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[June 26, 1875.]
Dr. Walter F. Atlee writes to the editor of the Philadelphia Medical
"In a letter recently received from Lancaster, where my father resides,
it is said:--'A queer thing occurred just now. Father was in the office,
and heard a dog yelping outside the door; he paid no attention until a
second and louder yelp was heard, when he opened it, and found a little
brown dog standing on the step upon three legs. He brought him in, and
on examining the fourth leg, found a pin sticking in it. He drew out the
pin, and the dog ran away again.' The office of my father, Dr. Atlee, is
not directly on the street, but stands back, having in front of it some
six feet of stone wall with a gate. I will add, that it has not been
possible to discover anything more about this dog.
"This story reminds me of something similar that occurred to me while
studying medicine in this same office nearly thirty years ago. A man,
named Cosgrove, the keeper of a low tavern near the railroad station,
had his arm broken, and came many times to the office to have the
dressings arranged. He was always accompanied by a large, most
ferocious-looking bull-dog, that watched me most attentively, and most
unpleasantly to me, while bandaging his master's arm. A few weeks after
Cosgrove's case was discharged, I heard a noise at the office door, as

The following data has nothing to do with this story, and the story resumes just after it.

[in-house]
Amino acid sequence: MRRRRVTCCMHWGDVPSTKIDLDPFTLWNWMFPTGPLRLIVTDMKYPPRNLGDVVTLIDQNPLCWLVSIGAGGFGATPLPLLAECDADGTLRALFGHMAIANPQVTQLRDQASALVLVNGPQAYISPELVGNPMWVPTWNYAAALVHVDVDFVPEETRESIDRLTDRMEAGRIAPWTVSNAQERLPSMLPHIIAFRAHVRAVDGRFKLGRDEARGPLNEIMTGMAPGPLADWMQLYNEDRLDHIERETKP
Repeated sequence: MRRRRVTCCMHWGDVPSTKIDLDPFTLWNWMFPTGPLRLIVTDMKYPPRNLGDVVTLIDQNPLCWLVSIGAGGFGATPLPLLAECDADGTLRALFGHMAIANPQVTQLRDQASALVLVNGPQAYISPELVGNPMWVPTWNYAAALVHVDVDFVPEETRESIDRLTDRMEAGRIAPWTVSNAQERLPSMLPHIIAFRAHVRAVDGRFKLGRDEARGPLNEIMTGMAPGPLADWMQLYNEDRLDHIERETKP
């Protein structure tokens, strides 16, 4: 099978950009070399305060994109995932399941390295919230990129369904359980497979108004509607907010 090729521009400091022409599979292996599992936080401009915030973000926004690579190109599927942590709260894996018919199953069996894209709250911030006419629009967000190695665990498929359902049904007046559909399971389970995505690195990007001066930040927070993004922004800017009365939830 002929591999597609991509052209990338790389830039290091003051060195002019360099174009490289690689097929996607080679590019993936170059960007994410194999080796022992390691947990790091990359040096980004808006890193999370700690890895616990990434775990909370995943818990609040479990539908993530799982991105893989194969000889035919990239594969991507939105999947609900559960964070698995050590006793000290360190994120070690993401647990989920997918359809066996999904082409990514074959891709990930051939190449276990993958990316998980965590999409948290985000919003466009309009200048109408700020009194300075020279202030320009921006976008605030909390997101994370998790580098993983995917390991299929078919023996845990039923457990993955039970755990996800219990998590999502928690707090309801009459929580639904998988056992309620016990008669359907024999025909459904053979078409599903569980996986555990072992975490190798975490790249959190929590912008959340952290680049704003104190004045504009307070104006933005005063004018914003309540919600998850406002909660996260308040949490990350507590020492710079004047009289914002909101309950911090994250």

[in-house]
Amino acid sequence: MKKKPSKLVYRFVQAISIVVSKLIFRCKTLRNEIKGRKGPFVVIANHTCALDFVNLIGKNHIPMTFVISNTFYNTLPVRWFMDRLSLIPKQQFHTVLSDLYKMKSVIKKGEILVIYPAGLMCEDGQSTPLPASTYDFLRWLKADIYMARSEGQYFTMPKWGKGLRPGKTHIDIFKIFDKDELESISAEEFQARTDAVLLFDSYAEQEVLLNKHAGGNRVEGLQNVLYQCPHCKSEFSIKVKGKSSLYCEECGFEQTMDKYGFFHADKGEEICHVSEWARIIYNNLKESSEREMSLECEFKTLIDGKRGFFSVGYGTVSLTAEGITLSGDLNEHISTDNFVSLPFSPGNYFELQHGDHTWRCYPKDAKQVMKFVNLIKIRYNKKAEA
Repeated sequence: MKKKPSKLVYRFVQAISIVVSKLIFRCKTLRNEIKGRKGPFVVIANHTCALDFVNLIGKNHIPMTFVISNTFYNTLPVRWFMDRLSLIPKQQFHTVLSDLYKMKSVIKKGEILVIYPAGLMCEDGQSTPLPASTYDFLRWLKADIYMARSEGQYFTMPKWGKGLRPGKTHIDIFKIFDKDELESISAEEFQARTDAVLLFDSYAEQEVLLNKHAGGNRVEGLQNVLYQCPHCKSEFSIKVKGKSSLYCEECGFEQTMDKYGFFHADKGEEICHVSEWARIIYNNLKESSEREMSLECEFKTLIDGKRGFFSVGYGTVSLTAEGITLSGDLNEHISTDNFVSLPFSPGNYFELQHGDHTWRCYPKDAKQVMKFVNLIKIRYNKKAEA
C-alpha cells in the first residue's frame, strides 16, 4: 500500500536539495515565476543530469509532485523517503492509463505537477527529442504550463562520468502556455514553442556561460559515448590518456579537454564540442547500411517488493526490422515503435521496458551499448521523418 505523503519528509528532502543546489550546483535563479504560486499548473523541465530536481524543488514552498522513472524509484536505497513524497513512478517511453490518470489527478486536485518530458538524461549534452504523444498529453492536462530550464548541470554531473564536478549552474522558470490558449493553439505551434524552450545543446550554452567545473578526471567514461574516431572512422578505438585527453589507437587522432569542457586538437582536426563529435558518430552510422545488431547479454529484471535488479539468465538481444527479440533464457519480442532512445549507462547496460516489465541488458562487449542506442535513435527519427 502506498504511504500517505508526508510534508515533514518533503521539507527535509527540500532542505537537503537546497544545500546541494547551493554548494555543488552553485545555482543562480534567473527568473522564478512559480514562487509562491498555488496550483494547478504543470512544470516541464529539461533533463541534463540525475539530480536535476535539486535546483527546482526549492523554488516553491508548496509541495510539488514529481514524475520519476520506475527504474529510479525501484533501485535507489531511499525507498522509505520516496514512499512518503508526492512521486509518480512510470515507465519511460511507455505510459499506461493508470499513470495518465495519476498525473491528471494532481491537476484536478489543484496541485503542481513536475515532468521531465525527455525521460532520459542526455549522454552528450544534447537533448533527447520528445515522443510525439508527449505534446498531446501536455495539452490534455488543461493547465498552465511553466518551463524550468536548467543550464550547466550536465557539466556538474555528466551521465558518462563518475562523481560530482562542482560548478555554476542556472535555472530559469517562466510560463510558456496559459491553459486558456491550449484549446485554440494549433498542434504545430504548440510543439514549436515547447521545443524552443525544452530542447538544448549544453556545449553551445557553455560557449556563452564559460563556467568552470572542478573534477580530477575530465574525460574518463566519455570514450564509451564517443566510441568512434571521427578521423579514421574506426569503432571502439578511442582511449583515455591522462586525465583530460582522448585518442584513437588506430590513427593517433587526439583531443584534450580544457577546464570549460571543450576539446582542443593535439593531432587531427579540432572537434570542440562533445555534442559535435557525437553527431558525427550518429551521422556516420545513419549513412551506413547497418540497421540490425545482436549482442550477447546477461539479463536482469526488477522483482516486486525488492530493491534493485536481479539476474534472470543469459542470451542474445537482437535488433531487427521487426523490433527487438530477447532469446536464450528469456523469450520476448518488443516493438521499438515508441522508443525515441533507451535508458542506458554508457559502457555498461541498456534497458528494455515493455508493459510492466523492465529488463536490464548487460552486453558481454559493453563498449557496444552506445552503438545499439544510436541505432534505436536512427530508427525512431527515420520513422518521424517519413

if some animal was pawing it, and on opening it, saw there this huge
bull-dog, accompanied by another dog that held up one of its front legs,
evidently broken. They entered the office. I cut several pieces of wood,
and fastened them firmly to the leg with adhesive plaster, after
straightening the limb. They left immediately. The dog that came with
Cosgrove's dog I never saw before nor since."
Do not these stories adequately show that the dogs reasoned and drew new
inferences from a new experience?
[April 6, 1889.]
Knowing your interest in dogs, I venture to send you the following
story. A week or two ago, the porter of the Bristol Royal Infirmary was
disturbed one morning about 6.30 by the howling of a dog outside the
building. Finding that it continued, he went out and tried to drive it
away; but it returned and continued to howl so piteously, that he was
obliged to go out to it again. This time he observed that one of its
paws was injured. He therefore brought it in and sent for two nurses,
who at once dressed the paw, and were rewarded by every canine sign of
gratitude, including much licking of their hands. The patient was
"retained" for two days, during which time he received every attention
from those inside the house, and from the neighbours outside, who
quickly heard of the case. As no one appeared to claim the dog, he was
sent to the Home for Lost Dogs in the city, where so interesting an
animal was, of course, not long in finding a purchaser. The dog was one
of those called "lurchers."
I have myself called on the porter of the infirmary for confirmation of
the story, and am assured by him of its truth. How did an apparently
friendless dog know where to go for surgical aid? The case differs from
that of the dog which took its friend for treatment to King's College
Hospital in London, for I understand that the King's College dog had
previously been taken to the hospital for treatment itself; but in this
case there is no such clue.
HELEN M. STURGE.
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